Recently, I’ve incorporated a new step into my nighttime routine. It involves standing in ridiculously close proximity to my bathroom mirror and scanning my face for wrinkles. To the bystander (i.e. my bleary-eyed boyfriend waiting up for me), this process — which takes around 20 minutes — is an absurd waste of time. At 25 years old, I don’t have any deep-set furrows. Nevertheless, I do have fine lines; lines that seem to get stronger daily and are becoming disconcertingly close to full-blown wrinkles.
But what differentiates a fine line from a wrinkle? And when is an unwanted facial etch “ripe” enough to warrant injectable wrinkle reducers? Until recently, I couldn’t have told you. (An embarrassment of the highest degree for a Beauty Editor.) So, I consulted California based dermatologist Dr. Annie Chiu and Minneapolis based dermatologist Dr. Brian Zelickson for answers.
What Is the Difference Between a Fine Line and a Wrinkle?
First, it’s important to note that not all facial lines are created equal. Dr. Chiu refers to fine lines as a texture issue. “They appear as fine etching,” she says. “You will notice when your makeup sits in it a bit.”
Adds Dr. Zelickson, “fine lines are generally small, thin, depressed lines or creases in the skin.” Severe wrinkles, on the other hand, are “generally deeper and/or wider [than fine lines],” says Zelickson.
[Editor’s note: Talk to your licensed provider to discuss the severity of any fine lines and/or wrinkles.]
How Are Fine Lines and Wrinkles Caused?
At their core, most facial lines can be attributed to a combination of natural skin aging, sun damage, and genetics. Unlike many fine lines, though, deep wrinkles can be caused by “[repeated] muscle contractions like frowning, squinting, and smiling.” This is where injectable wrinkle reducers can help: they temporarily smooth the look of moderate to severe wrinkles in certain areas of the face. The treatment works to reduce the activity of these overly contracted muscles in the frown lines, elevens, and crow’s feet.
However, as with any medical treatment, they have potential risks and side effects. Be sure to talk to a licensed provider to see if they’re right for you. (Read more on injectable wrinkle reducers here.)
How Do You Know When a Wrinkle Is Ready For a Cosmetic Injectable?
If you’re noticing deeply-etched wrinkles in the aforementioned areas, it might be time to consider injectable wrinkle reducers. “[When] you see an etched wrinkle, it may not completely go away [with injectable wrinkle reducer],” Chiu warns. Injectable wrinkle reducers are for those wrinkles that are moderate to severe — and you should know that the treatment improves the way those wrinkles look, but it may not erase them completely. Talk to a licensed provider to see if you’d be a good candidate.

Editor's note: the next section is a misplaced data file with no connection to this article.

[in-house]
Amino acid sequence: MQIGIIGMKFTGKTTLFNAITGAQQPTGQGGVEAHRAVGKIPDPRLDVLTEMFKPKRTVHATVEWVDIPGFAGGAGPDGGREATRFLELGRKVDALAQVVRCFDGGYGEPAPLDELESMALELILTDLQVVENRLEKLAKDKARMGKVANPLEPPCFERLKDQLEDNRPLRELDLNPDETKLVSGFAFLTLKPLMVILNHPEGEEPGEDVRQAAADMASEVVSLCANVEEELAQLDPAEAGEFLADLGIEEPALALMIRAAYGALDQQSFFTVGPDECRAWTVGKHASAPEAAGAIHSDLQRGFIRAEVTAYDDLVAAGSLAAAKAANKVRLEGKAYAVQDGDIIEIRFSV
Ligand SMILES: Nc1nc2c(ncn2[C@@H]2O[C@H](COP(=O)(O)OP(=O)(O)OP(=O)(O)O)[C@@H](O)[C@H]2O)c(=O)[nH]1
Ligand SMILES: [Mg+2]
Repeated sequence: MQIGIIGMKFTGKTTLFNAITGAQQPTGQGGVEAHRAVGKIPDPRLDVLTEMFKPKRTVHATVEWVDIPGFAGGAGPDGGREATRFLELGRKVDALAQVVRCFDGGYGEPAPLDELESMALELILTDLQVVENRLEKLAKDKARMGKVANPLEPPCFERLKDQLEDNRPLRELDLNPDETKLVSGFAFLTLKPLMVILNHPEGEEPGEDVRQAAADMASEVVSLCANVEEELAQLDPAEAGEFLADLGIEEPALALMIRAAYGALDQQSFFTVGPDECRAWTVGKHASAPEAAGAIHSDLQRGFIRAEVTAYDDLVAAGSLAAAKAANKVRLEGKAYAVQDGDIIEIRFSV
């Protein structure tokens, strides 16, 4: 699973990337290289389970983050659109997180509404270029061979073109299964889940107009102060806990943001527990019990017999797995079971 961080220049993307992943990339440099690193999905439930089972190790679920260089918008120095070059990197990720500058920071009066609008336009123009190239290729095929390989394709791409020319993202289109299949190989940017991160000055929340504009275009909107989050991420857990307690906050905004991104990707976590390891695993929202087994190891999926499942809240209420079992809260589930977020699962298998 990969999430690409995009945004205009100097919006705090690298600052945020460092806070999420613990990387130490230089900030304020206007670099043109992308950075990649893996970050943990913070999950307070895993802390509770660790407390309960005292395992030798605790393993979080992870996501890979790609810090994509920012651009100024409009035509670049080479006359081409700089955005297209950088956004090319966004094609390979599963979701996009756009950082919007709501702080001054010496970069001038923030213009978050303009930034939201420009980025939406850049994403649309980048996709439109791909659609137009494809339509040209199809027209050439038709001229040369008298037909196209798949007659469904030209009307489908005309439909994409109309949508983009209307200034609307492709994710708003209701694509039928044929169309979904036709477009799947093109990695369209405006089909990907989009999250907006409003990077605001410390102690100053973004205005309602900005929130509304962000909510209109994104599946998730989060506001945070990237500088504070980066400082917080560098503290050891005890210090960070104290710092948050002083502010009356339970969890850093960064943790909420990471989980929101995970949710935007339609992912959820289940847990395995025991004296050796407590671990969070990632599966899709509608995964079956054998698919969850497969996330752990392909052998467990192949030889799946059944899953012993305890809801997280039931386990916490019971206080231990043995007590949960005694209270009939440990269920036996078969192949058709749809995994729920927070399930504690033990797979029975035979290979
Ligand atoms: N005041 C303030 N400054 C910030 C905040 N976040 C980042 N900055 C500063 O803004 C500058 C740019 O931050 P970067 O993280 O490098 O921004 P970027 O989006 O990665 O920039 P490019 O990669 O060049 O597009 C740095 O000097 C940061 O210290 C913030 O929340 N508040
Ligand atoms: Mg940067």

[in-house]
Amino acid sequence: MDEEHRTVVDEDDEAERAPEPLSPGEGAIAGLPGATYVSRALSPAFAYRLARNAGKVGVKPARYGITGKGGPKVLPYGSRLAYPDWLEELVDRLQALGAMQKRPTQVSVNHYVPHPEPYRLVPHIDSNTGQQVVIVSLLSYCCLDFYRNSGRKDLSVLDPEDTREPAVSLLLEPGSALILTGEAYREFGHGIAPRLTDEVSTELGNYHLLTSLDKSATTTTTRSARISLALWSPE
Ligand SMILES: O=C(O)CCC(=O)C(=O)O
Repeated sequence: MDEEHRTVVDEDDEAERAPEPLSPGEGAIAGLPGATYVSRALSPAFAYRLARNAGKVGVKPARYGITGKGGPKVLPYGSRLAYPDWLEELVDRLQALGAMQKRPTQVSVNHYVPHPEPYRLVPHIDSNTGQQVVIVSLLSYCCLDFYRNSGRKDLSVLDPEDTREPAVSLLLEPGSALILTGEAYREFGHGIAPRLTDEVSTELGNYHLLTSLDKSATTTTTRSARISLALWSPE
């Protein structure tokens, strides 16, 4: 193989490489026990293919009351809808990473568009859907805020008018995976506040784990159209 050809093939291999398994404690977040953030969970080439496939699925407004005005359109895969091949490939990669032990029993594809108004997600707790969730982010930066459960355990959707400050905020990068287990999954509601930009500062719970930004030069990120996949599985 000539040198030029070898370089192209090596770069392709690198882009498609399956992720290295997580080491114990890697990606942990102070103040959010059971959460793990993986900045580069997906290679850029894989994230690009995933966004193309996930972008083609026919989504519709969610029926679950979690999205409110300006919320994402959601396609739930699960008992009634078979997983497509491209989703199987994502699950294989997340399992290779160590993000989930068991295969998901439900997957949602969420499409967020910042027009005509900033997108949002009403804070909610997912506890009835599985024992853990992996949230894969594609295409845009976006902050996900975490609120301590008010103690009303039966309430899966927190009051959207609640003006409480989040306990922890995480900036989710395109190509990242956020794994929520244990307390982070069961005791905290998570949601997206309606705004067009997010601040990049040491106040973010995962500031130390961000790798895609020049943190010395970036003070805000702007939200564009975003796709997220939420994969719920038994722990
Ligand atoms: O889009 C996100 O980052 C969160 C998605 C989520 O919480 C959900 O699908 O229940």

Also remember deep furrows that appear at rest (such as the marionette lines around the mouth) can be plumped up with fillers, which are temporary medical treatments designed to add volume. They are clinically tested, but there are still potential risks and side effects, so consult with a licensed provider to learn if they’re an option for you.
Ultimately, the decision to embark on injectable wrinkle reducer journey starts with your comfort level with the procedure and if you want to soften the wrinkle.
Confused about which treatment is right for you? Providers offer consultations to answer your questions. Chat now with our team of trained aesthetic specialists to find a licensed provider near you.
What Do Creams Do?
Incidentally, if you’re trying to treat deep facial folds with creams, you might want to reconsider your approach. “Topical products can [only] work for fine lines,” confirms Zelickson. Products like sunblock and retinol can delay the formation of deep wrinkles and effectively treat those teeny tiny fine lines.
As for me, I’ll continue my nighttime ritual with a side of retinol — for now. When the time comes (I’m looking at you, forehead furrows) you can be sure I’ll be inquiring about injectable wrinkle reducer.
[Editor's note: Retinol shouldn't be used by those who are pregnant, considering getting pregnant, or nursing. Please consult with your doctor before use.].
Dr. Annie Chiu is a paid Allergan consultant.